Harvard Medical School is facing criticism for hosting classes on the treatment of “gender and sexual minority” patients, including “infants” and “babies.”
The College Fix reports the class offered by an LGBT activist “will focus on serving gender and sexual minority people across the lifespan, from infants to older adults.”
The course description said that the courses are being offered in conjunction with the gay advocacy group The Fenway Institute, which was founded “to address the specific health needs of sexual and gender minorities (SGM) and people affected by HIV.”
While Harvard ignored requests from the College Fix and Fox News about the course, they did issue a statement condemning the reports’ “misunderstandings and inaccuracies.”
“In this context, care for infants refers specifically to physical variations in sex development that arise in utero and are present at birth,” said the Harvard statement. “These include chromosomal, gonadal, and anatomical variations, all of which are relevant to medical care and treatment to ensure healthy development.”
Harvard said that its course was based on recommendations of the Association of American Medical Colleges regarding “health needs of patients who are LGBTQIA+, gender-nonconforming, or born with differences in sex development.”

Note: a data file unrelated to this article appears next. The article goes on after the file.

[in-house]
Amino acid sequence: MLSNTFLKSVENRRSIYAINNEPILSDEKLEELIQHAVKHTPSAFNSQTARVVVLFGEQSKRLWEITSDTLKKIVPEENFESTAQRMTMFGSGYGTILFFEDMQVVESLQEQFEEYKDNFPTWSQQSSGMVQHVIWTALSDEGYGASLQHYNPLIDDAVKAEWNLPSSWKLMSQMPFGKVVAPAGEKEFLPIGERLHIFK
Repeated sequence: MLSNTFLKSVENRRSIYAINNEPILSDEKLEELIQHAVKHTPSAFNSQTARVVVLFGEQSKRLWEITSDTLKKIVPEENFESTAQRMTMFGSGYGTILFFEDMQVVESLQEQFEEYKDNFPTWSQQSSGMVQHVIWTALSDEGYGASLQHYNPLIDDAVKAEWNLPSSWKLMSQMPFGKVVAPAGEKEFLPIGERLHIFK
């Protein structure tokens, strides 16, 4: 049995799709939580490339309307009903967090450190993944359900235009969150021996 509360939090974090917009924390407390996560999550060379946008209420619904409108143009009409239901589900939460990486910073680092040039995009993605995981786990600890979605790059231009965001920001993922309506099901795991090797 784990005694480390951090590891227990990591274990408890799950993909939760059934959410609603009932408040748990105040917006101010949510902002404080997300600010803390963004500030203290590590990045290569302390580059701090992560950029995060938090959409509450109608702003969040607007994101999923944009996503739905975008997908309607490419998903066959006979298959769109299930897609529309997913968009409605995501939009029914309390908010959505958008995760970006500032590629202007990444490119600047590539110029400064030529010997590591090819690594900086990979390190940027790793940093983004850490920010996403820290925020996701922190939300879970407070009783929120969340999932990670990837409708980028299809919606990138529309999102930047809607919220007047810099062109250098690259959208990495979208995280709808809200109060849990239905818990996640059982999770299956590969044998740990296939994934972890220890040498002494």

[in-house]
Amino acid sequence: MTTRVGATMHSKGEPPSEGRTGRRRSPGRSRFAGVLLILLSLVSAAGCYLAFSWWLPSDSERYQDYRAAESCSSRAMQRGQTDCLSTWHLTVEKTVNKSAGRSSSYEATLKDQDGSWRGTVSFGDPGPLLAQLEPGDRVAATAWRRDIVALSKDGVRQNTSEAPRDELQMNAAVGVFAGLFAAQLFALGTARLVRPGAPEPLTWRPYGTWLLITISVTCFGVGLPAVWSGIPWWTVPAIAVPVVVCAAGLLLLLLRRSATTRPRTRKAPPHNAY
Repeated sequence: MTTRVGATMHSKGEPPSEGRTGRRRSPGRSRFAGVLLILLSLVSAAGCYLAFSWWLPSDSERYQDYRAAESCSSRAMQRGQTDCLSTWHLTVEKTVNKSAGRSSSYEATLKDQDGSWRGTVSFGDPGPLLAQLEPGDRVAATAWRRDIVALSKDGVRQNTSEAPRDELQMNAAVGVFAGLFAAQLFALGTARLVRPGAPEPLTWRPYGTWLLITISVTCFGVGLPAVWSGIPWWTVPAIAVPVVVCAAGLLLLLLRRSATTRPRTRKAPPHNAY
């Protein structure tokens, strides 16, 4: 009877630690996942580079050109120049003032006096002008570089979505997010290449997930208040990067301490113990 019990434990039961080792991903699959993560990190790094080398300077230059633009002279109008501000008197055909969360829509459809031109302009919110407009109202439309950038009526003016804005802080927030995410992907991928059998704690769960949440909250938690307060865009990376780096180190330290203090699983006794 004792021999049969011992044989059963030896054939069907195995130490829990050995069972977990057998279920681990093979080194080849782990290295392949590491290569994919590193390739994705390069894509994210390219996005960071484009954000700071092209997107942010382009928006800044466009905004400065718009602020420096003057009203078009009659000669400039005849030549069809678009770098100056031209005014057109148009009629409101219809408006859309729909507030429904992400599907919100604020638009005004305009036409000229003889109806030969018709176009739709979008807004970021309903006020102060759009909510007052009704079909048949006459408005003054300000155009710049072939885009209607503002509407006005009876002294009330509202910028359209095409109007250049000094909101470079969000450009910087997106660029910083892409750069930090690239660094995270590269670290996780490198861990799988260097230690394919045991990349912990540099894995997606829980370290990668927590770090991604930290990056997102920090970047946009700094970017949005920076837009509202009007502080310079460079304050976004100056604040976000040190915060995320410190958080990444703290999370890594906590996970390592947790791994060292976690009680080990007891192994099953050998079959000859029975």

What Harvard omitted to mention, however, is that in utero sexual development disorders (DSD) are completely different than LGBTQ choices.
“DSD refers to a physical situation that begins before birth in which the reproductive/genital system does not develop as expected for a typical boy or girl. Transgender describes the situation when someone identifies themselves as (feels that they are) a gender not suggested by their bodily sex,” said dsdfamilies.org. “Very rarely, children or young adults with a DSD may feel that they are not the sex they have been told they are.”
Harvard itself even admits that there are differences between sexual development, gender identity and sexual orientation.
The NIH estimates that 1 out of every 5,000 lives births has DSD, which means there are about 700 cases per year. The most common cause are adrenal disorders which can be treated easily with medication.
The most severe cases of these adrenal disorders are also the most rare and are usually detected and treated at birth. The milder cases may be detected later in life or not at all because there are no obvious symptoms.
The real reason why the treatment regimen includes DSD infants is found in the “I” of “LGBTQIA+,” which Harvard insists on using.
“I” stands for “intersex,” which is how the LGBTQ community has defined people with DSD.
The LGBTQ community has hijacked DSD into “intersex” to buttress “the biological and scientific legitimacy for their fragile ideology,” said one DSD sufferer, who opposes the conflation of her illness with sexual identity and orientation for political purposes.
The Lion asked Harvard to clarify why DSD is included in medical classes that seem to be targeted at the LGBTQ community, asking, “Are those cases and treatments the same?”
Harvard’s Dennis Nealon, the associate director of media relations, responded within 30 minutes.
But he didn’t have answers for The Lion, just a lot of questions.
“What is your main focus or angle for the article? What is the news here? In other words, why are you writing about this now? Thank you,” Nealon wrote.
The Lion responded by asking why Harvard is lumping DSD cases with LGBTQ treatment, and asking again, “Are treatments the same?”
The Lion then added, “Is it fair to the DSD community, which requires a different level of treatment?”
Harvard has yet to respond.